On 4 March, ESSEC Asia-Pacific welcomed Mr. Jacky Hok, Global Head of Credit and Back Office, Total Marine Fuels, to share his knowledge about credit management as part of a series of professional talks organised by Career Services at ESSEC Asia-Pacific. During the session, Mr. Hok defined credit, spoke about why credit management is crucial, as well as how to do proper credit management. In terms of career advice, Mr. Hok also shared some obstacles he faced in his job.
Mr. Hok defined credit as the provision of resources, for example granting a loan, by one party to another party where the second party does not reimburse the first party immediately, thereby generating an exposure (also known as debt).
He spoke about how after the Lehman Brothers crisis, the industry shifted towards a greater emphasis on control, credit and procedure. In line with this trend, banks are now hiring more and more people who will be able to help them comply to the various new regulations in the banking industry. Mr. Hok added that compliance risk and procedure have emerged as the best compensated jobs in the service sectors. However, he highlighted that hiring too many staff focusing on compliance could also hinder the business due to a potentially excessive amount of time and resources devoted to this area.
Mr. Hok also gave an overview of the organisational structure of Total’s trading division, made up of traders, operators, the middle office and the back office.
The 3 Kinds of Jobs in Credit
Following this, Mr. Hok spoke about credit, explaining that it is divided into 3 kinds of jobs, namely:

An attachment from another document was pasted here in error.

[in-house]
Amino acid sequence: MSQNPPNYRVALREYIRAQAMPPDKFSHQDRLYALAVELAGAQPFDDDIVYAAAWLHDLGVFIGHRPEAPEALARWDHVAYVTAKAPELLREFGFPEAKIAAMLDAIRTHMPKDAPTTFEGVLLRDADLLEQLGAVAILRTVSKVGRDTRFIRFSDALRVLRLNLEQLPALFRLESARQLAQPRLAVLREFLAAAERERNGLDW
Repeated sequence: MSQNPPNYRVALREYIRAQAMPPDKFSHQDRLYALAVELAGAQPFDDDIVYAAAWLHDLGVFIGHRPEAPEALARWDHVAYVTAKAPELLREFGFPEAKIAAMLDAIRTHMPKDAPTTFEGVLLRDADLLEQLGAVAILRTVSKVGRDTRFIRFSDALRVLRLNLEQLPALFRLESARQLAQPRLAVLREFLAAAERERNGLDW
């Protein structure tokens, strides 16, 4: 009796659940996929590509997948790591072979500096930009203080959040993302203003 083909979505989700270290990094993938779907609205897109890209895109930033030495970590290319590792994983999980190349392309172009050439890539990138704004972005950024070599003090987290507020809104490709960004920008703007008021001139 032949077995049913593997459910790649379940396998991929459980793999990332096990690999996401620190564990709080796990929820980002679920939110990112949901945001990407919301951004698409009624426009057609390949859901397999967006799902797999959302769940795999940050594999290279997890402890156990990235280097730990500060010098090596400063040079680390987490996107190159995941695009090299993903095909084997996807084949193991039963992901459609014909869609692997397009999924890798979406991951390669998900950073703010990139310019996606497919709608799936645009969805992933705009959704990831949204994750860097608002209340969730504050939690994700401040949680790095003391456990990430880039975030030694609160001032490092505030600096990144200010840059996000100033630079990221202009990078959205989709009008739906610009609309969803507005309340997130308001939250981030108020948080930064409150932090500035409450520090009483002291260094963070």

- Information Gathering: It is important to know who you are dealing with, including ownership details, financials, public ratings, credit reports and possible risks
- Setting up Credit Lines: Being able to handle the pressure from other stakeholders is of utmost importance
- Approval and Follow-up: Be able to balance the needs of various stakeholders when assessing credit risks
Mr. Hok also introduced the major elements of credit risk analysis, including:
- Country: Sovereign and country risks as well as local legal issues
- Business Profile: Volatility of earnings, event risk, management, competition, regulations
- Ownership: Access to capital and support for subsidiaries
- Market Risk Indicators: Public debt ratings
- Environment: Business cycle, macroeconomic conditions, condition of capital markets
- Financial Profile: Cash coverage, returns, capital structure, sources of liquidity
Methods to mitigate risks
Speaking about methods to mitigate risks, Mr. Hok explained that in the commodities market, there are two ways to reduce risk:
- Mutual Agreements with clients, including but not limited to:
- Bilateral margining
- External channels, including but not limited to:
- Silent coverage with banks
Subsequently, Mr. Hok shared his insights gathered from conducting trading analysis with trading houses. He explained that there is a growing number of trading houses, and they are covering everything geographically and all segments of products. This gives them an edge as they have a more comprehensive understanding of the market.
Mr. Hok also spoke about the business strategy of trading houses, including being flexible and efficient, having a strong reward culture, having the ability to leverage on market inefficiencies to their advantage, being able to use volatility to their advantage for speculation as well as being an entry point for many small players.
To Mr. Hok, as a credit manager, it is important to be aware and clear of the different legislations across countries. He also emphasised the importance of interpersonal skills, including:
- Being able to work with different departments, be organised, meticulous, structured, adept at number crunching, be fast and sharp
The professional talk by Mr. Hok provided students with a glimpse into working in Commodity Trading, introducing them to the roles and responsibilities available, as well as what they should take note of when pursuing their career in the respective positions.